‘Some clubs in Europe see Newcastle United as a bit of a bogeyman’ - Euro football expert interview

European football Andy Brassell believes Newcastle United will prioritise strengthening their infrastructure before making big moves in the summer transfer market.

The Magpies were the highest spenders in Europe during January after releasing an outlay of around £90million to take Kieran Trippier, Dan Burn, Matt Targett, Bruno Guimaraes and Chris Wood to Tyneside.

Work has quickly turned towards adding more experience behind the scenes to improve the skeletal-like infrastructure left behind by the club’s former owner.

Whereas the scope of former managing director Lee Charnley’s work was stretched across several roles, the PIF-led consortium are looking to bring in more key figures at all levels of the club.

Co-owners Amanda Staveley and Mehrdad Ghodoussi are currently overseeing the day-to-day running of the club, but moves are being made to strengthen the infrastructure.

Negotiations with Premier League rivals Brighton are ongoing as United look to appoint Dan Ashworth as a technical director and several candidates have been identified for the vacant chief executive role.

Speaking as recently as this weekend, co-owner Staveley discussed the plans to improve the club’s training facilities and academy and to invest in the Newcastle United Women’s side.

Brassell believes the club’s owners are moving in the right direction to ensure the ambitious project at St James Park becomes a success.

He told NewcastleWorld: “I think they’ve done well not jumping in and buying 12 or 13 players before having the infrastructure in place.

“There is a difference between accepting you will spend a lot of money and accepting how you have got to spend it.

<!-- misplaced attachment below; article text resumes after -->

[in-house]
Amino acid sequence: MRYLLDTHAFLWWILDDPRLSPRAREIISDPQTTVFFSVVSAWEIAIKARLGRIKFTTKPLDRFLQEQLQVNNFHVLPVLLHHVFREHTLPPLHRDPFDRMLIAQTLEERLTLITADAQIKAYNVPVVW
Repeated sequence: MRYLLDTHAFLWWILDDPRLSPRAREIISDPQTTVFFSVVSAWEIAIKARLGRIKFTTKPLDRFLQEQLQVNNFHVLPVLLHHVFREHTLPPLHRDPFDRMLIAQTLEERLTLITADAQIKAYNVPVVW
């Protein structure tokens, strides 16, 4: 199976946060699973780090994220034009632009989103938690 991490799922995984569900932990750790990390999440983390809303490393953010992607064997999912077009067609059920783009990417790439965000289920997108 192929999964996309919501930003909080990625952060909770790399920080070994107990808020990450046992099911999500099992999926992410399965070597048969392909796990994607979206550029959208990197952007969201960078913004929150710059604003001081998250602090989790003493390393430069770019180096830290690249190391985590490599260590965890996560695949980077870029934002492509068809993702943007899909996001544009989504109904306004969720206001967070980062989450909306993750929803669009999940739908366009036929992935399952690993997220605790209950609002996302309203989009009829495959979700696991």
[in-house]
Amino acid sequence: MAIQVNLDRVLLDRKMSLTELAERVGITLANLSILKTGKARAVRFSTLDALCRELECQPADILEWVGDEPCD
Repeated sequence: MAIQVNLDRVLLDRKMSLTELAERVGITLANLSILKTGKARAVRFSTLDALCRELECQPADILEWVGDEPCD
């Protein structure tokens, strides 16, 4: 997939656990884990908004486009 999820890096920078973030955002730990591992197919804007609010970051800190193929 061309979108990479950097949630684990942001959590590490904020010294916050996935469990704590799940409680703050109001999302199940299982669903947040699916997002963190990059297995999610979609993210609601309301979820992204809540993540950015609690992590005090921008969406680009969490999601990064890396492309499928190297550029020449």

“If they spend a lot, it’s not really that important, it’s about doing it right.

“It’ll be different when Dan Ashworth is involved because they will have the experience on board and they can take their time to grow.

“Newcastle are working on that by putting a football infrastructure in place and maybe that’s what some people outside of the city don’t realise.

“The team, how uninspiring it’s been on and off the pitch for a number of years, it’s the tip of the iceberg and you look at the training facilities, all those other bits that haven’t been looked after.

“Even more than buying big players, making that effort to connect with the community will be central to this project working.

“They understand how these little wins, these easy wins like improving the women’s team and having a desire to understand the community, they are why the project will work.

“This is why the owners are liked and the reason supporters and the community will buy into the project.”

‘Some clubs in Europe see Newcastle as a bit of a bogeyman, but most see it as an opportunity’

Brassell was on Tyneside last weekend as part of a La Liga TV event held at the Old George Inn.

The event marked the broadcast of El Gran Derbi between local rivals Real Betis and Sevilla and saw supporters of both clubs from home and abroad take in the game at one of Newcastle’s oldest pubs.

Any Magpies supporters in attendances would have witnessed a disciplined performance from Newcastle transfer target Diego Carlos, who played the first 45 minutes of a 2-1 win for Sevilla.

Terry Gibson (right) and Andy Brassell on stage at Sunday’s La Liga TV event at the Old George Inn.

United made several bids for the Brazilian centre-back during January and could revisit the deal at the end of the season as they look to strengthen their defensive options.